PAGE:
The jalapeno was optional in the recipe, but I’ve made my feelings on spice pretty clear….a whole pepper, seeds intact, joined the mix. I have to admit the best part of this was essentially the garnish. I fried up some sliced banana in oil and set that atop each serving. It added a sweet, uniquely textured element not otherwise present in the dish…I only wish I’d made more than two bananas worth, since I’ll have to make a new batch to adorn the leftovers.

I made more of the black bean burgers from V’con today too…as expected, they went great with the sundried tomato dip. They’ve had their photo ops though…so I didn’t bother.


Wednesday, November 12, 2008

Pasta Fazool and Sundried Tomato Spread

I got these awesome looking Rosemary Spelt crackers, so of course I needed to make something just as exciting to slather them with. We scored a HUGE bag of sundried tomatoes last week, so the sundried tomato spread from V’con was looking pretty good. The only problem was that I didn’t have any almonds…I need to stock my pantry with nuts in general…the fats are really good for my complexion...or so I’m told.
sundried tomato dip
That’s not just the lighting…this dip was very orange, and I couldn’t tell you why for the life of me.

I used “small white beans” whatever those are (I’m thinking they’re Great Northern in disguise) and ended up adding about half a cup of the liquid in which the tomatoes were re-hydrated. This is SO FRIGGIN GOOD. It’s a lot like a thicker, spreadable version of tomato sauce, which is cool with me. I feel like the almonds would add a smoky element this doesn’t have, but it’s more than edible without, and I could always add a bit of liquid smoke. I plan on spreading it on a roll nestled around one of V’con’s black bean burgers tomorrow…mmm my mouth is watering just thinking about it. As an added bonus, this stuff is practically fat free while tasting rich beyond all belief.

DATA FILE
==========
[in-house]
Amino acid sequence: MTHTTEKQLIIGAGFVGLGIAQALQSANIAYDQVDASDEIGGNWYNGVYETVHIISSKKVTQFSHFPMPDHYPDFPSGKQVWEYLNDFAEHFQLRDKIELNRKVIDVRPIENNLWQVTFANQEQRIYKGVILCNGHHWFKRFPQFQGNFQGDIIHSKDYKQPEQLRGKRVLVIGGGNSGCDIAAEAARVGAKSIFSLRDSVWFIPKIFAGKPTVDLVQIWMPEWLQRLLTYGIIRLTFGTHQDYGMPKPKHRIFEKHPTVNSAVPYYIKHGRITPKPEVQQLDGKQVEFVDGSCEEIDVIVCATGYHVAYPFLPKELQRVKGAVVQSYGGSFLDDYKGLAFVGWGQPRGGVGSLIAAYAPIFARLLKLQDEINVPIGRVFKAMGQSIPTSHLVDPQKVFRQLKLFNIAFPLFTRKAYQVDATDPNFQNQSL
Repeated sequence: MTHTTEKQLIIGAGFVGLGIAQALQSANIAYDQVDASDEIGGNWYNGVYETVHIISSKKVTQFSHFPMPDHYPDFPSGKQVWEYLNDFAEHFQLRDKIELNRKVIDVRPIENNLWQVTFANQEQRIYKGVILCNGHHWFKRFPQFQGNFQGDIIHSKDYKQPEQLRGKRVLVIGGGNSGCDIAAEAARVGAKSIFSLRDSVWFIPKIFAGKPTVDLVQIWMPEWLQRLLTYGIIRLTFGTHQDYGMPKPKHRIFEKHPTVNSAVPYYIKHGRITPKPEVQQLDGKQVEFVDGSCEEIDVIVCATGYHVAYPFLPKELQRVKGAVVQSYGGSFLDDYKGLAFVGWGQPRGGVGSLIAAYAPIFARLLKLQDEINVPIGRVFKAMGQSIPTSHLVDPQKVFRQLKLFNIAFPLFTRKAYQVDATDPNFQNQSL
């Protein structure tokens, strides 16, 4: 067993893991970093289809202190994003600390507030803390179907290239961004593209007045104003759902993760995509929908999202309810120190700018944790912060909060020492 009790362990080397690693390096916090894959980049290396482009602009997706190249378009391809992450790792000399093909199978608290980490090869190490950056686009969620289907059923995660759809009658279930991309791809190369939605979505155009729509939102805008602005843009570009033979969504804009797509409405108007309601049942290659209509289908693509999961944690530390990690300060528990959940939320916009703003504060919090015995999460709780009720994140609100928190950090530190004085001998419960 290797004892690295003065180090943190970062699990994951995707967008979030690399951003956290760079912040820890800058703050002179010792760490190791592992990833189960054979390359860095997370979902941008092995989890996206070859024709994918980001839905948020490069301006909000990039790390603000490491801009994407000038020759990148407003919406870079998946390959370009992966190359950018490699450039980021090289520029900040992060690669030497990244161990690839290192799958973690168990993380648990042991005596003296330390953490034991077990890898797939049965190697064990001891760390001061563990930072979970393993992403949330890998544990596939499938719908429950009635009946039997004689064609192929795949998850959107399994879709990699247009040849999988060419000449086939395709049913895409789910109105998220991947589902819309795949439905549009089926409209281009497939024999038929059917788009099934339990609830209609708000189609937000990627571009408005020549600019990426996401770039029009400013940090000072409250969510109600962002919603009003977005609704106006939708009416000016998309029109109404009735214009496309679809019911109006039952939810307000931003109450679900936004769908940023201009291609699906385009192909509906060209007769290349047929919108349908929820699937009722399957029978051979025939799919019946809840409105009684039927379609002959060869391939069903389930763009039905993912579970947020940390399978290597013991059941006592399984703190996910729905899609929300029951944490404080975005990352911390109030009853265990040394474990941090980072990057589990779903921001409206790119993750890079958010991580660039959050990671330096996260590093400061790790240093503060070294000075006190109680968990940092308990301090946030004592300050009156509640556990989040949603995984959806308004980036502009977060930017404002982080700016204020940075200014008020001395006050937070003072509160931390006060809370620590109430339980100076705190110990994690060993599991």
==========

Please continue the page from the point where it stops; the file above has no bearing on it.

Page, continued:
It was also time to try out the Pasta E Faglioli in V’con…which is apparently called Pasta Fazool in the real world…don’t ask me how they got to that. I didn’t realize just how simple this was until I finished making it, but I certainly can’t complain. While it was quite good, my other half said a green addition wouldn’t have hurt (some baby spinach perhaps?) and I was pining for a bit of spice…probably in the form of some dried chili flakes.
pasta fazool
I used the same beans as were in the tomato spread, and I’d stick with my choice there. I’d definitely make this recipe again, but I’ll be jazzing it up a bit with some extra veggies and a spicy kick in the future.

Monday, November 10, 2008

Tempeh and Onions

This was a simple dish made to round out a meal of leftovers. I also made a pretty sweet salad combining the spicy citrus vinaigrette from V'con with half a papaya that met its fate on the mandolin. Sadly the salad never got as far as pictures, but it looked pretty average anyway, nothing telling of the exotic flavor.

I bought a block of "garden veggie" tempeh tonight, and although I could see tiny specks of vegetable in it, it tasted exactly the same as every other tempeh I've ever had. I coated a large skillet with olive oil, and added about two cloves minced garlic, along with the block of tempeh, cut into small cubes. Once the tempeh had cooked and was starting to brown on all sides, I added a whole onion; sliced, and decent servings of Spike (seasoning), white pepper, and Bac-Uns. Once the onion became translucent, about 5 baby bella mushrooms; sliced, joined the party. This took about ten more minutes for all the flavors to meld together, and was then served up.
tempeh and onions
I've really been surprised by how much tempeh is growing on me lately. I'm still a little hesitant of recipes calling for large pieces, like tempeh "ribs", since it's easier to cook out (or hide) the bitterness when it's chopped, crumbled, or mashed (as in the spicy tempeh rolls from V'con). This particular method is really good, simple, and filling, not to mention fast. I'm glad I have such a simple tempeh mainstay in my repertoire, the stuff really is great for you...